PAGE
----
Moulds are a type of fungi that require moisture and a food source to grow. They reproduce by releasing vast numbers of tiny spores into the air which can be inhaled.

If inhaled in large quantities, some mould spores can cause health problems such as allergic reactions similar to hay fever, breathing difficulties, eye irritation, skin rashes and occasionally, more serious symptoms.

Mould and leaking buildings

Leaking buildings are likely to have mould in wall cavities as the conditions are well suited for fungal growth.

Mould growth can often be seen as surface discolouration on ceilings, walls and furniture. There may also be a musty smell. If there is any evidence of water damage, there is likely to be mould growth.

There is no effective way of eliminating mould spores – the best way to control indoor mould growth is to control indoor moisture.

Proper precautions must be taken to ensure that workers and building occupants are not exposed to health hazards from moulds during building repairs.

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Removal and clean-up for non-toxic moulds

The moulds most commonly seen on surfaces around the house are generally not toxic. To remove them, wash the surface with warm water and household detergent, using a cloth or scrubbing brush depending on the surface. Rinse with clean water and allow the surface to dry thoroughly.

If you wish you can then disinfect or sanitise the surface by repeated treatments with methylated spirits, but ensure the area is well ventilated.

Mould may be removed from fabrics by washing.

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Stachybotrys chartarum

Some types of moulds produce toxic compounds. Stachybotrys chartarum is a toxic mould that is associated with leaking buildings in New Zealand in recent years. The mould is caused by leaks that originate outside the building and from leaks within wet areas in buildings.

Stachybotrys is a greenish-black mould that grows on materials that contain cellulose such as wood fibreboard, fibre-cement, the paper lining of gypsum board, kraft paper wall and roof underlays, wallpaper and timber, when the material is subject to wetting.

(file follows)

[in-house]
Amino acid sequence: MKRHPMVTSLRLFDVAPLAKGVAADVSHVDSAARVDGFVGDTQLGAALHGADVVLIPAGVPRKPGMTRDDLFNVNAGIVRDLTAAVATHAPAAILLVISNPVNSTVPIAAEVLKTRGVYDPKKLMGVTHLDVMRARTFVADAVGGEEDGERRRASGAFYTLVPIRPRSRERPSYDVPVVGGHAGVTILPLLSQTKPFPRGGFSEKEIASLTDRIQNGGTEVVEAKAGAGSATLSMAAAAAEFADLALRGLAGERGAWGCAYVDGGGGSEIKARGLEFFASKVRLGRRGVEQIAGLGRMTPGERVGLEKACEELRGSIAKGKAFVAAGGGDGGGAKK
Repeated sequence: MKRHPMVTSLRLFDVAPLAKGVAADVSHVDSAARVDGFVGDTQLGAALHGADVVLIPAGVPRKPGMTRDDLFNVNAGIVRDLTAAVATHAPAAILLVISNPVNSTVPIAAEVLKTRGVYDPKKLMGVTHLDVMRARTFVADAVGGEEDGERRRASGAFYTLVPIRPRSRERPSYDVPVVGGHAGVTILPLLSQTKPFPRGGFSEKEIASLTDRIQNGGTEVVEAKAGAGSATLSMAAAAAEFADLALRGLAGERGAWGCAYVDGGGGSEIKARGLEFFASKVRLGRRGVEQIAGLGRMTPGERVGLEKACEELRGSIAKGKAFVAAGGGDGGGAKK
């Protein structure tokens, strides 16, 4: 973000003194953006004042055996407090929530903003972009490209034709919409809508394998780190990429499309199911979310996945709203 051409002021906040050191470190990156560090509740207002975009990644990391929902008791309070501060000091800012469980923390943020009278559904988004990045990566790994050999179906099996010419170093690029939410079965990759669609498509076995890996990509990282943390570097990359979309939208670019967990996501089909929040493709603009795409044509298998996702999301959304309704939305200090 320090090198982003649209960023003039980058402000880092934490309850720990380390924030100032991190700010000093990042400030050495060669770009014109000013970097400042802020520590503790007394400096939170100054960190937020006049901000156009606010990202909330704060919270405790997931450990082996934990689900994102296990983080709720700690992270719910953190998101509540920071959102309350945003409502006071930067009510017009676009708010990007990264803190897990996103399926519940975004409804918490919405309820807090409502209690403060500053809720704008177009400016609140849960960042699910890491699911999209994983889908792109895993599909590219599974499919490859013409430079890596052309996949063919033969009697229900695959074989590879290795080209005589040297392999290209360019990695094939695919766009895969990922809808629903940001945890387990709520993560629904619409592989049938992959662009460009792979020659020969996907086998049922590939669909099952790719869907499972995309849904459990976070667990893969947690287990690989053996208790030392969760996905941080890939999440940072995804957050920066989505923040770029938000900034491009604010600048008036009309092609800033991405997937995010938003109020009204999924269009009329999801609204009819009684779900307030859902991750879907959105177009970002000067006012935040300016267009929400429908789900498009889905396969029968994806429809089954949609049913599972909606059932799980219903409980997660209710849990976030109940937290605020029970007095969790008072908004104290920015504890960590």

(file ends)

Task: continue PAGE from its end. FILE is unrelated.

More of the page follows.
Finding Stachybotrys in a building does not immediately mean that the building occupants have been exposed to allergens or toxins. While Stachybotrys is growing, a wet slime covers the spores, preventing them from becoming airborne. Exposure will only occur when the mould has died and dried up.

If you are working where Stachybotrys is suspected, investigate from outside, if possible, by removing a small portion of lining to determine the type of mould present.

Do not carry out demolition with a crowbar as this will spread the spores.

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Testing for Stachybotrys

If any black mould is found, it is recommended that it be tested to determine if it is Stachybotryschartarum. Carefully take a sample by the following process:

  1. Work with a mask or breathing filter and disposable gloves.
  2. Ensure that no skin is exposed.
  3. With a strip of clear adhesive tape about 100 mm long, place the tape over the mould and press firmly.
  4. Remove the tape and place onto non-stick baking paper. Fold the paper around the tape and place in a plastic bag.
  5. Securely seal the bag.
  6. Send the sample to a testing laboratory such as Biodet Services Ltd (www.biodet.co.nz), Airlab Ltd (www.airlab.co.nz) or Plant Diagnostics (www.plantdiagnosticslimited.co.nz).

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Removing and cleaning up procedures for toxic moulds

When toxic mould is found, employing a specialist contractor to carry out the removal is recommended.

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